2,000-year-old Roman artifact accidentally used as a coffee table


The Roman Empire may have fallen some 1,500 years ago, but the memory of the world kingdom is still alive today.

A priceless Roman mosaic that dates to Emperor Caligula – nearly 2,000 years ago – has been shockingly used as a coffee table in a Manhattan apartment for almost 50 years.

In a segment of the Sunday episode of the CBS program “60 minutes, “Italian marble expert Dario Del Bufalo explained how he found the rare artifact.

Del Bufalo’s 2013 book, “Porphyry,” covered everything about the purple-red igneous rock that Roman emperors used for their art and architecture, and the tome showed the mosaic in question – which also contained green and white marble. – which was used in the flooring on the ships of Caligula.

The antiquity was part of a ship that was submerged in Lake Nemi in Italy during Antiquity and was recovered in the 1930s. The mosaics that remained were kept in a lakeside museum and, in 1944, the Nazis infiltrated Italy and what was left of the ships burned.

When Del Bufalo was signing copies of his New York publication in 2013, he overheard a man and a woman say that she had the 4½ square foot mosaic he mentioned in his book.

“There was a lady with a young man in a strange hat who came to the table,” Del Bufalo told CBS, and it turned out the woman was gallery owner Helen Fioratti. “And he said to her, ‘What a beautiful book. Oh, Helen, look, it’s your mosaic. And she said, ‘Yeah, that’s my mosaic.’ “

The mosaic is now on display at the Museum of Roman Ships in Nemi, Italy.
Getty Images

Fioratti revealed to New York Times in 2017, she and her husband bought the ancient artifact in the 1960s from an Italian noble family. The piece was shipped to the United States and the two used it as a coffee table in their Park Avenue home.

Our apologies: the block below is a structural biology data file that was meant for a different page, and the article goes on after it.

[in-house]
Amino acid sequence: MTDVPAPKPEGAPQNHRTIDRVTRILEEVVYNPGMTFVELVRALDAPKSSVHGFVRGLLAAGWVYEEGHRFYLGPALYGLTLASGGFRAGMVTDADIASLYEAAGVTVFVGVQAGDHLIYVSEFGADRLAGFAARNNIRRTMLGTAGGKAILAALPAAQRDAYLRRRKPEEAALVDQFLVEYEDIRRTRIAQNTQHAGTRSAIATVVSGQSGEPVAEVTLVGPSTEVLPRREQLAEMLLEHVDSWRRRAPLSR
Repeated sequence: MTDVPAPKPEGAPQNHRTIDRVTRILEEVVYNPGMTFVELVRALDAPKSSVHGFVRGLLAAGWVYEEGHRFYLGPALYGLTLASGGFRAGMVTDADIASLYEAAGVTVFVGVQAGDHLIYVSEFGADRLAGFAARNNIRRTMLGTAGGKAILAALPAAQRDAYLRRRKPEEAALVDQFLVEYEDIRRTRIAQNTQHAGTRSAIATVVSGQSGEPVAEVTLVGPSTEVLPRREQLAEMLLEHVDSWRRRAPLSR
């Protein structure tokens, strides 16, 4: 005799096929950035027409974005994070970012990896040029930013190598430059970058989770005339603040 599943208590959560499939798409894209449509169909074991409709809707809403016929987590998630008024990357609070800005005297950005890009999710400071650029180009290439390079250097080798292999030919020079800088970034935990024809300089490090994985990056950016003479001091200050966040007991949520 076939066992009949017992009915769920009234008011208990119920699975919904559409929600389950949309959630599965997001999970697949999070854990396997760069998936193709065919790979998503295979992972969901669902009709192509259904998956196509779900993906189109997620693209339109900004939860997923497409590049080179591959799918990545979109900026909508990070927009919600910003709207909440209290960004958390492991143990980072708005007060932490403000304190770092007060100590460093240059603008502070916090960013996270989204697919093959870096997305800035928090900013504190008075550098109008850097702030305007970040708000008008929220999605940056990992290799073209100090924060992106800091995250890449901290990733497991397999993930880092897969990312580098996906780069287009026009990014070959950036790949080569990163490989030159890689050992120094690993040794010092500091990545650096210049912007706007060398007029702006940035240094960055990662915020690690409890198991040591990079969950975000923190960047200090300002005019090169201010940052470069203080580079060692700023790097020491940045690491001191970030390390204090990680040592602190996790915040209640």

“It was an innocent purchase,” Fioratti told the outlet at the time. “It was our favorite thing and we had it for 45 years.”

Unfortunately, it has already been suggested that the mosaic had been stolen at one point from a museum, so it was seized in 2017 and returned to Rome and is now on display at the Museum of Roman Ships to Nemi.

mosaic table
The artifact is made of red-violet igneous rock, porphyry, and green and white marble.
Getty Images

“I felt really sorry for her,” Del Bufalo said. “But I couldn’t do anything different, knowing that my museum in Nemi is missing the best part that has survived the centuries, war, a fire, then an Italian art dealer, and could finally return to the museum.

“It’s the only thing I thought I should have done,” he concluded.

Del Bufalo added that he hopes to make a copy of the painting that Fioratti and her husband will keep in their home.

“I think my soul would feel a little better,” he said.


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